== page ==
Disney has allegedly been illegally collecting children's personal information through various apps and games. The class action lawsuit claims that ad-tracking software embedded within Disney's mobile games is illegally keeping tabs on its users and selling the information to third parties. The Children's Online Privacy Act places restrictions on sites directed towards children under the age of 13. The act is set to protect children from the kind of action that Disney is being accused of currently.
The Hollywood Reporter reveals that San Francisco resident Amanda Rushing is suing the Walt Disney Company, Disney Electronic Content, and others in a class action lawsuit that was on Thursday of last week. Rushing is claiming that an advertising-specific software development kit is embedded within certain apps and games that are able to track personal online behavior. Some of the games included in the suit are Disney Princess Palace Pets, Dodo Pop, Club Penguin Pop, Disney Crossy Road, Cars Lightning League, Disney Build It Frozen, Zootopia, and the wildly popular Emoji Blitz.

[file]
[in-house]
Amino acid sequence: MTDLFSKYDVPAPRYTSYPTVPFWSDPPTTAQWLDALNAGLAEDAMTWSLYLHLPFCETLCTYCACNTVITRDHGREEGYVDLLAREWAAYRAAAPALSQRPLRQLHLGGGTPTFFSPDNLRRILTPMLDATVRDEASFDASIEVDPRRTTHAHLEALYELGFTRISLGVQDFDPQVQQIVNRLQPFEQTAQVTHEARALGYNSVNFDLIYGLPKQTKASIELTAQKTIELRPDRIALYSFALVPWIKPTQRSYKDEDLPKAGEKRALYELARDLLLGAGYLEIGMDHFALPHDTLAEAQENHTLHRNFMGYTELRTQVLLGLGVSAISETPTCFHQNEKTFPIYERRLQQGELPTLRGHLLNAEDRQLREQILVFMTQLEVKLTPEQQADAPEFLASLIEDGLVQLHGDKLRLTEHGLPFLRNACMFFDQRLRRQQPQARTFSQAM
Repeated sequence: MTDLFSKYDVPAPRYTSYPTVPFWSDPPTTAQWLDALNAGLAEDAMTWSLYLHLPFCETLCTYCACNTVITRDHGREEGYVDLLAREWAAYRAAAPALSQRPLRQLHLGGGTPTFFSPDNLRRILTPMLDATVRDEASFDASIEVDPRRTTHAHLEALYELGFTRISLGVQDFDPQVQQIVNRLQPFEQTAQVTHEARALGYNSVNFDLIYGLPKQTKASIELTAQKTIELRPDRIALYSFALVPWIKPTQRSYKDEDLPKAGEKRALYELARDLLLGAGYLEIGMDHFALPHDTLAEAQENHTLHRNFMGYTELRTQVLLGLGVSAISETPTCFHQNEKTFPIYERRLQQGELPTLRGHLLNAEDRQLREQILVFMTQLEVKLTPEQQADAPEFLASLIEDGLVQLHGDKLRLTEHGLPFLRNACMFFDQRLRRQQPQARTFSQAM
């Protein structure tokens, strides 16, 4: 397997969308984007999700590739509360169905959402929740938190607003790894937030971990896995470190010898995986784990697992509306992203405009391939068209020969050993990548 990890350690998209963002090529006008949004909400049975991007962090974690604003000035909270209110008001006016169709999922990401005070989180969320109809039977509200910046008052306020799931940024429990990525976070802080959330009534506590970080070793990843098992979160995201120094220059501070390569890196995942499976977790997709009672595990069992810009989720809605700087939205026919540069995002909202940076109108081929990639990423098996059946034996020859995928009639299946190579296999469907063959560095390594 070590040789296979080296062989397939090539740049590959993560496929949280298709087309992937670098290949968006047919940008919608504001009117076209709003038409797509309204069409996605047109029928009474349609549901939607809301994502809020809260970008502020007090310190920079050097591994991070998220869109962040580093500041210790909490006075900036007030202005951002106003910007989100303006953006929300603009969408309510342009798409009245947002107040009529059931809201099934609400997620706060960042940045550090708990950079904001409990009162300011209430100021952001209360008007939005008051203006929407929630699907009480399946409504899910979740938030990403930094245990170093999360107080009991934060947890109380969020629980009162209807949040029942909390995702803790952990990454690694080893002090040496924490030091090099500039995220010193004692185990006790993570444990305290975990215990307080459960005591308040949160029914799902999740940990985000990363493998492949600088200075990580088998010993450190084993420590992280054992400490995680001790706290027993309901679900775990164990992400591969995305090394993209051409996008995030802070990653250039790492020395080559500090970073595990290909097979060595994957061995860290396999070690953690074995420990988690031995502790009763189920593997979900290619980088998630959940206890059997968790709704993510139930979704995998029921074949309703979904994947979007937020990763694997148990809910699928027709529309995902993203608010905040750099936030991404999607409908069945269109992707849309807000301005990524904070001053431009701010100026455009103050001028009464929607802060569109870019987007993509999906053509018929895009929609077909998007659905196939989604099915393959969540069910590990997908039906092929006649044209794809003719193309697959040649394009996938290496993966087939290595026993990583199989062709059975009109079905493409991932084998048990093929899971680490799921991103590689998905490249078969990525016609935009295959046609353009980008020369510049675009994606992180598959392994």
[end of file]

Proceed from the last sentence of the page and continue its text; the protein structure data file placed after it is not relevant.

Rushing's attorney Michael Sobol has brought up the Children's Online Privacy Act and the fact that it's supposed to protect children from this kind of act. Sobol explains.
"Disney has failed to safeguard children's personal information and ensure that third-parties' collection of data from children is lawful. Congress enacted the Children's Online Privacy Protection Act for very good reasons. As a company long-engaged in the practice of engaging, and profiting from, children, Disney needs to make sure its games and apps comply with the law."
Disney has gotten in trouble with the Children's Online Privacy Protection Act once before in 2011 when a company subsidiary, Playdom Inc., the developers of PonyStars and My Diva Doll, were accused of collecting the personal information of children from 2006 through 2010. It has been estimated that PonyStars alone had nearly 1 million active users. To be fair, a large part of the PonyStars players were probably adult males over the age of 13, collectively known as Bronies. A Disney spokesperson reached out to the Hollywood Reporter late last week with a statement. The spokesperson had this to say.
"Disney has a robust COPPA compliance program, and we maintain strict data collection and use policies for Disney apps created for children and families. The complaint is based on a fundamental misunderstanding of COPPA principles, and we look forward to defending this action in Court."
It is not clear at this time just what that "fundamental misunderstanding" of the COPPA principles is, but one thing is certain: Disney intends to fight Rushing's claims. This is a developing story and more news is expected to be announced at a later time.